Isolation, culture, and identification of duck intestinal epithelial cells and oxidative stress model constructed
Intestinal epithelial cells (IECs) not only have an absorption function but also act as a physical barrier between the body and the intestinal bacterial flora. Damage to IECs leads to the breakdown of this barrier and has negative effects on animal health. Intestinal epithelial damage is frequently associated with long-term acute stress, such as increased temperature and new stress management models. The intestinal epithelial damage caused by environmental stress has been linked to oxidative stress. Until now, the effects of intestinal epithelial antioxidant activity from feed additives and treatments could be tested in ducks only in vivo because of the lack of in vitro cell culture systems. In this study, we describe our protocol for the easy isolation and culture of IECs from the small intestine of duck embryos. Immunofluorescence was used for the cytological identification of IECs. In addition, IEC marker genes (IAP and CDH1) could also be detected in cultured cells. And cell status assessments were performed, and cell proliferation viability was analyzed by CCK-8 assay. Furthermore, we constructed an oxidative stress model to be used to research the oxidative stress response mechanism, and drugs acting on the cell signal transduction pathway. In conclusion, we have developed an effective and rapid protocol for obtaining duck primary IECs and constructed an oxidative stress model. These IECs exhibit features consistent with epithelial cells and could be used to explore the physiological mechanisms of oxidative stress ex vivo.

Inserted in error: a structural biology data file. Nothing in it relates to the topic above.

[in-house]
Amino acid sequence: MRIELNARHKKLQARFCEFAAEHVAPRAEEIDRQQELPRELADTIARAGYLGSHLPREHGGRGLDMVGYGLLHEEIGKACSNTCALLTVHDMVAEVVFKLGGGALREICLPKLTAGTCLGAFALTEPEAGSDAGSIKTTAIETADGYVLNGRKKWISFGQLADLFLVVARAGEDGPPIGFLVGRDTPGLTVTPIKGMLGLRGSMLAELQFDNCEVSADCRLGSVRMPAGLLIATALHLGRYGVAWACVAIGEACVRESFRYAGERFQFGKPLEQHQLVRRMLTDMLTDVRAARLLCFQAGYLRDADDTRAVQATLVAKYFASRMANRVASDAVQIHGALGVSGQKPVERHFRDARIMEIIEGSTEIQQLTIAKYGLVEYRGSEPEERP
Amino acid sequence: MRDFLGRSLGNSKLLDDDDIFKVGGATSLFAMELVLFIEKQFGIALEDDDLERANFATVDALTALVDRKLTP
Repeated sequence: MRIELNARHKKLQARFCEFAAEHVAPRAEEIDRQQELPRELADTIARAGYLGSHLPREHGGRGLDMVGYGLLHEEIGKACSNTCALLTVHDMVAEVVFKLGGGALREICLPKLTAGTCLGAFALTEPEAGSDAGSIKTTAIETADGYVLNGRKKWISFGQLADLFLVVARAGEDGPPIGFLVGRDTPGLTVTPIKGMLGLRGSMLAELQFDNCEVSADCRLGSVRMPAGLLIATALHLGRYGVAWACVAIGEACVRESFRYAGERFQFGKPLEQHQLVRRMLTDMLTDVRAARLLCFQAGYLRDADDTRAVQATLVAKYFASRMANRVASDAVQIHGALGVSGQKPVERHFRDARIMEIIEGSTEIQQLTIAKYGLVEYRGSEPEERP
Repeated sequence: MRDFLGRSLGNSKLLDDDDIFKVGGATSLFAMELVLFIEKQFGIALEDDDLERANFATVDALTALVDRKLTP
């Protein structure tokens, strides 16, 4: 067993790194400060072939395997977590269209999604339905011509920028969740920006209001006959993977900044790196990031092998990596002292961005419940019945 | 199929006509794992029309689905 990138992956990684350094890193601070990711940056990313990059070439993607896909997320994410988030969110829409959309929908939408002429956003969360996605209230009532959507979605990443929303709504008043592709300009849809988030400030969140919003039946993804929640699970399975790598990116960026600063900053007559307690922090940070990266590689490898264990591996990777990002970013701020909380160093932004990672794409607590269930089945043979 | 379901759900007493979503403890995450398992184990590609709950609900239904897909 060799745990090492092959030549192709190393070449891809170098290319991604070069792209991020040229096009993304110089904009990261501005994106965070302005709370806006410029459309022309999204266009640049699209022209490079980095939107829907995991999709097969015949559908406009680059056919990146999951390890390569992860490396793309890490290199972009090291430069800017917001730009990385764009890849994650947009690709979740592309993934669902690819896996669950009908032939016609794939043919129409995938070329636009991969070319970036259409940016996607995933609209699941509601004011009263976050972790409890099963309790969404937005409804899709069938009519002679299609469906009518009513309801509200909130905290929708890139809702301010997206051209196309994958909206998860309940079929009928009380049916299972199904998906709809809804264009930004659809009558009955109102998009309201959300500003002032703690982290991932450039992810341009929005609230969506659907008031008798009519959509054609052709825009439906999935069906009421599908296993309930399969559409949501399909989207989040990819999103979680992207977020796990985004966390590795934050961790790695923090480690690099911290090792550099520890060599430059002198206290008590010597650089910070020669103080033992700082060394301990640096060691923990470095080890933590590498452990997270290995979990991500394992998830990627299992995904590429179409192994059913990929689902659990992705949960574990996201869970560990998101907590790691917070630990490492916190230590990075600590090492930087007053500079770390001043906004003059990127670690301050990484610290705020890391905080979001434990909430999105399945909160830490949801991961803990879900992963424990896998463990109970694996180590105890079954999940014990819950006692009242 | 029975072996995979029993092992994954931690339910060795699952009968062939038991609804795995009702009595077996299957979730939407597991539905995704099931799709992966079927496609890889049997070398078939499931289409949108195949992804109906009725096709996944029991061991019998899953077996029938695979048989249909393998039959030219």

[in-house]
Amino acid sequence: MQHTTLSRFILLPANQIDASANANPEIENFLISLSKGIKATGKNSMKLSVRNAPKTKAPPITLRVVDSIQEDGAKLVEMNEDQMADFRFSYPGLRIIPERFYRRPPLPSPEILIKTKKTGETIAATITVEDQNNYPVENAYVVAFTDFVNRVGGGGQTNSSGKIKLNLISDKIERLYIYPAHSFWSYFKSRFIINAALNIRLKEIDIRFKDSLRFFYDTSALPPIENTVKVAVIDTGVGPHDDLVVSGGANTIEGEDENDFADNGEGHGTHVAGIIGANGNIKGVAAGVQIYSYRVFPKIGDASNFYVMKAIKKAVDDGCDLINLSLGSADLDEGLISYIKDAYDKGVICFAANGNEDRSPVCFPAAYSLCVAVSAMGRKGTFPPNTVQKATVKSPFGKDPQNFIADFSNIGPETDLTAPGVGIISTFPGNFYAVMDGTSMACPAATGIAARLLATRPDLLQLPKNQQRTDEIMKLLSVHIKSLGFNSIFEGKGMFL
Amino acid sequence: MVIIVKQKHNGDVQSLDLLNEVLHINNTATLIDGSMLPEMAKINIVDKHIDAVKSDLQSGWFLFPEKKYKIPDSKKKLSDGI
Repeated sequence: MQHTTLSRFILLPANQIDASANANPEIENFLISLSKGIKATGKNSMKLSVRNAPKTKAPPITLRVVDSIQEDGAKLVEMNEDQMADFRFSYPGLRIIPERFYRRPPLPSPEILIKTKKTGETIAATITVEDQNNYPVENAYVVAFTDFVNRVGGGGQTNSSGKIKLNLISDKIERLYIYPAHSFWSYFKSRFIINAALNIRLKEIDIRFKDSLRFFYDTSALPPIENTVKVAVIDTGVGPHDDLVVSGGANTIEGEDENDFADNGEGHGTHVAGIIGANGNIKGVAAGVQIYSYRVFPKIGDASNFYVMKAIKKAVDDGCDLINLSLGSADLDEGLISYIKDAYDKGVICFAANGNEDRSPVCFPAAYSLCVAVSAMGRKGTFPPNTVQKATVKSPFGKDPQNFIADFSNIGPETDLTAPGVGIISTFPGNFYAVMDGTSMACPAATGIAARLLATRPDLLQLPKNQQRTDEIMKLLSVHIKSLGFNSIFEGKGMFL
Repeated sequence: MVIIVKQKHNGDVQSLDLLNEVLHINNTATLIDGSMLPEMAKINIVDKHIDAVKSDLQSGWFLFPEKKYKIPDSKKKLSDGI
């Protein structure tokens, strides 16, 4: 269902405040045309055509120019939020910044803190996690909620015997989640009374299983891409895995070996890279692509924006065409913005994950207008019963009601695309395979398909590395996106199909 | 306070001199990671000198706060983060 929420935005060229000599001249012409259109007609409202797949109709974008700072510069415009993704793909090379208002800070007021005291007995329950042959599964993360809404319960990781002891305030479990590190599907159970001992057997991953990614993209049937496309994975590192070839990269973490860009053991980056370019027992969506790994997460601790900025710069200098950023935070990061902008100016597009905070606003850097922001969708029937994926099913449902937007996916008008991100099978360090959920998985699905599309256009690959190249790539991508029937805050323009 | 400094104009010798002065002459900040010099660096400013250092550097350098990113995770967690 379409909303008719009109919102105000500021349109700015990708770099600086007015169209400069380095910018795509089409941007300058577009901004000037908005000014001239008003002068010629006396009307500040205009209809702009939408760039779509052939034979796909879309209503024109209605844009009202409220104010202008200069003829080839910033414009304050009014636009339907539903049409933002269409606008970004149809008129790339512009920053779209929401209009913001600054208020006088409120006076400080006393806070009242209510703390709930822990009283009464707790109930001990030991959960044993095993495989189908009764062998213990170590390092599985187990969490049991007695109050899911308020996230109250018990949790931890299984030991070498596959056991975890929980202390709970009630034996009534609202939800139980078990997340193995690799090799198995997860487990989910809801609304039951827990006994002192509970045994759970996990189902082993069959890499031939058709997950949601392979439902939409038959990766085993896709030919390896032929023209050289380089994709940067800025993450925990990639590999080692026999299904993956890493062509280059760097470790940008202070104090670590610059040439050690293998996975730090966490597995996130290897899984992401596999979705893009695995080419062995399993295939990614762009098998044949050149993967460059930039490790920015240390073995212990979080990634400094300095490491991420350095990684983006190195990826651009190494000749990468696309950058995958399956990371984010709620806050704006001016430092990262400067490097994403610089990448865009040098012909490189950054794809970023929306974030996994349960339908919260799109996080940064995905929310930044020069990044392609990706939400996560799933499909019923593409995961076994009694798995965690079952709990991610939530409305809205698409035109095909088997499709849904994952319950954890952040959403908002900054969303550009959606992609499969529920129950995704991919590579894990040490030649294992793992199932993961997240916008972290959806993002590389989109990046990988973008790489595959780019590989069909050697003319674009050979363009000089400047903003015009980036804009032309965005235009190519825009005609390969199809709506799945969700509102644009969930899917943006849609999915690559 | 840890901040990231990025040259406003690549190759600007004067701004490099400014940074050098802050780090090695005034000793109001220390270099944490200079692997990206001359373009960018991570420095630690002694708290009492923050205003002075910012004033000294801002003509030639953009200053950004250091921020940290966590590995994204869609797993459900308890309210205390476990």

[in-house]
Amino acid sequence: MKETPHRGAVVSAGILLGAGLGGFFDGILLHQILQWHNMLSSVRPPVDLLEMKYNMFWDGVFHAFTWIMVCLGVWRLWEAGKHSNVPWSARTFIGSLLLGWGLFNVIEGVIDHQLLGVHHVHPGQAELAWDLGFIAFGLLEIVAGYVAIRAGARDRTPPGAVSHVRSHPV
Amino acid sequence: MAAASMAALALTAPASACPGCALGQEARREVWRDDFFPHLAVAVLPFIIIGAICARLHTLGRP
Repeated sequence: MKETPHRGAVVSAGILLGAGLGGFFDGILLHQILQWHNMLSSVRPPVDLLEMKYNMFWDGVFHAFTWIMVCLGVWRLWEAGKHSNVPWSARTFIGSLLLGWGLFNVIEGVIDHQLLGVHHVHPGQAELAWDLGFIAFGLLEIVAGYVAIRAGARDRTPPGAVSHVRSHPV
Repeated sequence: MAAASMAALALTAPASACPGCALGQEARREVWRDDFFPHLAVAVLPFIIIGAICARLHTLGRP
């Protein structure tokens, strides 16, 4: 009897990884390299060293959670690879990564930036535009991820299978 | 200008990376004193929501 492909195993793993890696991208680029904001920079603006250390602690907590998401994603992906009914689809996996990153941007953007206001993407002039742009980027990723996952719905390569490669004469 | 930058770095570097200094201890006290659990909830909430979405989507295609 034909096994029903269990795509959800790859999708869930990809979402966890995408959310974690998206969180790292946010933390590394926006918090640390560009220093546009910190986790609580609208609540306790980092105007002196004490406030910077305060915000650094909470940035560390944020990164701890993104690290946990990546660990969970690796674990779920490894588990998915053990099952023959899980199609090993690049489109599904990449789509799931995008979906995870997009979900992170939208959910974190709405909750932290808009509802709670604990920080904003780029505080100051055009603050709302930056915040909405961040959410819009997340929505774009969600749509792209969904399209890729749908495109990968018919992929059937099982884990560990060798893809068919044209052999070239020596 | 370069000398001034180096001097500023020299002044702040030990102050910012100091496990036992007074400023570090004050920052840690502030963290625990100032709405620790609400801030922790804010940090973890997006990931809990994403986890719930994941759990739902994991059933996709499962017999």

KeywordsIntestinal epithelial cells Primary cultivation Identification Duck
This work was supported by grants from the National Natural Science Foundation (Grant numbers: 31702157), the Hubei Provincial scientific and technological innovation special project (Grant Numbers: 2017ABA140) and China Agriculture Research System (Grant Numbers: CARS-42-47), and Hubei Academy of Agricultural Sciences Younger Top-Notch Talent Program (Grant Numbers: Q2018021). Animal slaughter followed the Ethics Committee of the Institute of Hubei Academy of Agricultural sciences.
Compliance with ethical standards
All animal experiments were approved and carried out in accordance with the Animal Care and Use Committee of Hubei Academy of Agricultural Sciences and in accordance with the principles and guidelines of the National Institutes of Health.
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